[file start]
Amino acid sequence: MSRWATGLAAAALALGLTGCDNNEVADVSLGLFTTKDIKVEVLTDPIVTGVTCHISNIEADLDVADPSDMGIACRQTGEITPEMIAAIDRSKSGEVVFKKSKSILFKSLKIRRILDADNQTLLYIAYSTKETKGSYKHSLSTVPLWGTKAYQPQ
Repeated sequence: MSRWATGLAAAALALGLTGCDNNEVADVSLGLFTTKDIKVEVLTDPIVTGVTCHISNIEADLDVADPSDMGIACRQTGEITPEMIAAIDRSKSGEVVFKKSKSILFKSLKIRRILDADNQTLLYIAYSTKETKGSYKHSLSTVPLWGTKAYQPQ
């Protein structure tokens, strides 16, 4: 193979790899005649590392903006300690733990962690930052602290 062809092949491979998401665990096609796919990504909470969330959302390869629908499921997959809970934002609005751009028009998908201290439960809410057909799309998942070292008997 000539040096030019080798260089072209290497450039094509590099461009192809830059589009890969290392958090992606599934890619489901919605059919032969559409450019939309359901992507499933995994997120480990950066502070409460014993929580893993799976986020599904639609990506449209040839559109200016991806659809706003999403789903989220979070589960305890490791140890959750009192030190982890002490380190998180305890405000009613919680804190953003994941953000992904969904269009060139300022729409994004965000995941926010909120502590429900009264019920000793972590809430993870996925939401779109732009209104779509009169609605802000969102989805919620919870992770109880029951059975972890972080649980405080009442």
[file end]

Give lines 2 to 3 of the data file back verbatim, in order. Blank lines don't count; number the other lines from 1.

Repeated sequence: MSRWATGLAAAALALGLTGCDNNEVADVSLGLFTTKDIKVEVLTDPIVTGVTCHISNIEADLDVADPSDMGIACRQTGEITPEMIAAIDRSKSGEVVFKKSKSILFKSLKIRRILDADNQTLLYIAYSTKETKGSYKHSLSTVPLWGTKAYQPQ
């Protein structure tokens, strides 16, 4: 193979790899005649590392903006300690733990962690930052602290 062809092949491979998401665990096609796919990504909470969330959302390869629908499921997959809970934002609005751009028009998908201290439960809410057909799309998942070292008997 000539040096030019080798260089072209290497450039094509590099461009192809830059589009890969290392958090992606599934890619489901919605059919032969559409450019939309359901992507499933995994997120480990950066502070409460014993929580893993799976986020599904639609990506449209040839559109200016991806659809706003999403789903989220979070589960305890490791140890959750009192030190982890002490380190998180305890405000009613919680804190953003994941953000992904969904269009060139300022729409994004965000995941926010909120502590429900009264019920000793972590809430993870996925939401779109732009209104779509009169609605802000969102989805919620919870992770109880029951059975972890972080649980405080009442």